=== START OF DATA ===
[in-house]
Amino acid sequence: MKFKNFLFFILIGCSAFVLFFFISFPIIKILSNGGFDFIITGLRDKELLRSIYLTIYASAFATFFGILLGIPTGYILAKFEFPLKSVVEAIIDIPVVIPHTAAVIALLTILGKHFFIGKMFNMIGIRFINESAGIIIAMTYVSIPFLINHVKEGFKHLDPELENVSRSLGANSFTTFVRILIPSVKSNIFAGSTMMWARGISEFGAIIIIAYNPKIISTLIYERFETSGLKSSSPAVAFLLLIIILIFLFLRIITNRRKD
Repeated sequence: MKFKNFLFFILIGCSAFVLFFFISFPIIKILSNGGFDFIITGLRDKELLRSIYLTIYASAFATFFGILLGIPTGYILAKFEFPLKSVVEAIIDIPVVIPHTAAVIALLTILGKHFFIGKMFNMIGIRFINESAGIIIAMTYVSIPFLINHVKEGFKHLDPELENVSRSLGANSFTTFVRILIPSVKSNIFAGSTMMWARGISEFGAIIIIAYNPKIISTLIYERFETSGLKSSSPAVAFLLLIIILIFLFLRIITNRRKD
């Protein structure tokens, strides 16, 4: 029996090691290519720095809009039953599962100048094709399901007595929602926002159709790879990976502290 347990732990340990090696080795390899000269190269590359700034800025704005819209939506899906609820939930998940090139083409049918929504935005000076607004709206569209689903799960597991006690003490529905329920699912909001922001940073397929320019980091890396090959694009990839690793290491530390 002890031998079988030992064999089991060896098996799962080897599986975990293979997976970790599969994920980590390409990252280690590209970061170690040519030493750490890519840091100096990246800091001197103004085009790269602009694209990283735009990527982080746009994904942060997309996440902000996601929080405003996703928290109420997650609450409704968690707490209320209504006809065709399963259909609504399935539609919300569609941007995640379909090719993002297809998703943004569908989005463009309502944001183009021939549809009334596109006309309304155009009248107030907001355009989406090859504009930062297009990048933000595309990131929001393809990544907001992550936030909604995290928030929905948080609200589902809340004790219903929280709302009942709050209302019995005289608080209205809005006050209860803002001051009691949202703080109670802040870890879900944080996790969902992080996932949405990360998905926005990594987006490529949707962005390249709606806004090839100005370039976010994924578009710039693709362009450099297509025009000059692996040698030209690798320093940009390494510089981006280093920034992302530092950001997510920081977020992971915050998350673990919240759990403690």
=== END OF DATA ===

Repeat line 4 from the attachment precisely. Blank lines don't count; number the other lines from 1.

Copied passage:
């Protein structure tokens, strides 16, 4: 029996090691290519720095809009039953599962100048094709399901007595929602926002159709790879990976502290 347990732990340990090696080795390899000269190269590359700034800025704005819209939506899906609820939930998940090139083409049918929504935005000076607004709206569209689903799960597991006690003490529905329920699912909001922001940073397929320019980091890396090959694009990839690793290491530390 002890031998079988030992064999089991060896098996799962080897599986975990293979997976970790599969994920980590390409990252280690590209970061170690040519030493750490890519840091100096990246800091001197103004085009790269602009694209990283735009990527982080746009994904942060997309996440902000996601929080405003996703928290109420997650609450409704968690707490209320209504006809065709399963259909609504399935539609919300569609941007995640379909090719993002297809998703943004569908989005463009309502944001183009021939549809009334596109006309309304155009009248107030907001355009989406090859504009930062297009990048933000595309990131929001393809990544907001992550936030909604995290928030929905948080609200589902809340004790219903929280709302009942709050209302019995005289608080209205809005006050209860803002001051009691949202703080109670802040870890879900944080996790969902992080996932949405990360998905926005990594987006490529949707962005390249709606806004090839100005370039976010994924578009710039693709362009450099297509025009000059692996040698030209690798320093940009390494510089981006280093920034992302530092950001997510920081977020992971915050998350673990919240759990403690």